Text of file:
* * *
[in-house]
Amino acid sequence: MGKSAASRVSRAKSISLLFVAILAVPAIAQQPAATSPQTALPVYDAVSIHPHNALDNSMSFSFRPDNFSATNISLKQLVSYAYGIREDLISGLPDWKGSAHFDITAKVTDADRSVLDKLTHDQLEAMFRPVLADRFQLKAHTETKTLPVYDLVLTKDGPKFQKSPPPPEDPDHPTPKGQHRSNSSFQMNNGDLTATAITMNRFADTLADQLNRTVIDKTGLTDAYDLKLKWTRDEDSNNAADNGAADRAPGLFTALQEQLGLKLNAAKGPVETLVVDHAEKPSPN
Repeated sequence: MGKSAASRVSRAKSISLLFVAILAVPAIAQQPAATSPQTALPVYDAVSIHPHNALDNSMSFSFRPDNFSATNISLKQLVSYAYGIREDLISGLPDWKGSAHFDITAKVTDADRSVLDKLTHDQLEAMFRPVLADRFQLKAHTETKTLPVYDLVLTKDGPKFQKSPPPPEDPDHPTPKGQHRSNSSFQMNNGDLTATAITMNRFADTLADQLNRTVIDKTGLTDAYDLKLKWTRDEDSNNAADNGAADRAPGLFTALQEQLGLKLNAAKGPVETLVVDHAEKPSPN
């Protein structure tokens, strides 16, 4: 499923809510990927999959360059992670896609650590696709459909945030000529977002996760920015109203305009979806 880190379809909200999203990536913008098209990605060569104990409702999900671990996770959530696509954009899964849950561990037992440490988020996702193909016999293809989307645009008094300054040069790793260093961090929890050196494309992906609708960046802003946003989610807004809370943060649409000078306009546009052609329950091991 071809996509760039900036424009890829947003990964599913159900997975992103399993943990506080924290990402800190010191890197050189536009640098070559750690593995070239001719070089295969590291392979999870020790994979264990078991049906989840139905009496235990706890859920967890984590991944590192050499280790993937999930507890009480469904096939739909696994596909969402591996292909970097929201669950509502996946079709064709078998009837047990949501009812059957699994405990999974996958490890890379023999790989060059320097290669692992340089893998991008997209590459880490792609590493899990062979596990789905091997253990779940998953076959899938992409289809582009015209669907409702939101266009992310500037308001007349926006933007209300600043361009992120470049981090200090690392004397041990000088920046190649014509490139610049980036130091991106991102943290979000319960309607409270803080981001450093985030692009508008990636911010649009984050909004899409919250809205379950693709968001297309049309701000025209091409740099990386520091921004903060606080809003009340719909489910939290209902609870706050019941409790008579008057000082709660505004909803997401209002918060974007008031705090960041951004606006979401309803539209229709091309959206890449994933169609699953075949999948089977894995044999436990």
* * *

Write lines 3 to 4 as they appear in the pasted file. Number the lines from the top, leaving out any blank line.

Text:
Repeated sequence: MGKSAASRVSRAKSISLLFVAILAVPAIAQQPAATSPQTALPVYDAVSIHPHNALDNSMSFSFRPDNFSATNISLKQLVSYAYGIREDLISGLPDWKGSAHFDITAKVTDADRSVLDKLTHDQLEAMFRPVLADRFQLKAHTETKTLPVYDLVLTKDGPKFQKSPPPPEDPDHPTPKGQHRSNSSFQMNNGDLTATAITMNRFADTLADQLNRTVIDKTGLTDAYDLKLKWTRDEDSNNAADNGAADRAPGLFTALQEQLGLKLNAAKGPVETLVVDHAEKPSPN
């Protein structure tokens, strides 16, 4: 499923809510990927999959360059992670896609650590696709459909945030000529977002996760920015109203305009979806 880190379809909200999203990536913008098209990605060569104990409702999900671990996770959530696509954009899964849950561990037992440490988020996702193909016999293809989307645009008094300054040069790793260093961090929890050196494309992906609708960046802003946003989610807004809370943060649409000078306009546009052609329950091991 071809996509760039900036424009890829947003990964599913159900997975992103399993943990506080924290990402800190010191890197050189536009640098070559750690593995070239001719070089295969590291392979999870020790994979264990078991049906989840139905009496235990706890859920967890984590991944590192050499280790993937999930507890009480469904096939739909696994596909969402591996292909970097929201669950509502996946079709064709078998009837047990949501009812059957699994405990999974996958490890890379023999790989060059320097290669692992340089893998991008997209590459880490792609590493899990062979596990789905091997253990779940998953076959899938992409289809582009015209669907409702939101266009992310500037308001007349926006933007209300600043361009992120470049981090200090690392004397041990000088920046190649014509490139610049980036130091991106991102943290979000319960309607409270803080981001450093985030692009508008990636911010649009984050909004899409919250809205379950693709968001297309049309701000025209091409740099990386520091921004903060606080809003009340719909489910939290209902609870706050019941409790008579008057000082709660505004909803997401209002918060974007008031705090960041951004606006979401309803539209229709091309959206890449994933169609699953075949999948089977894995044999436990």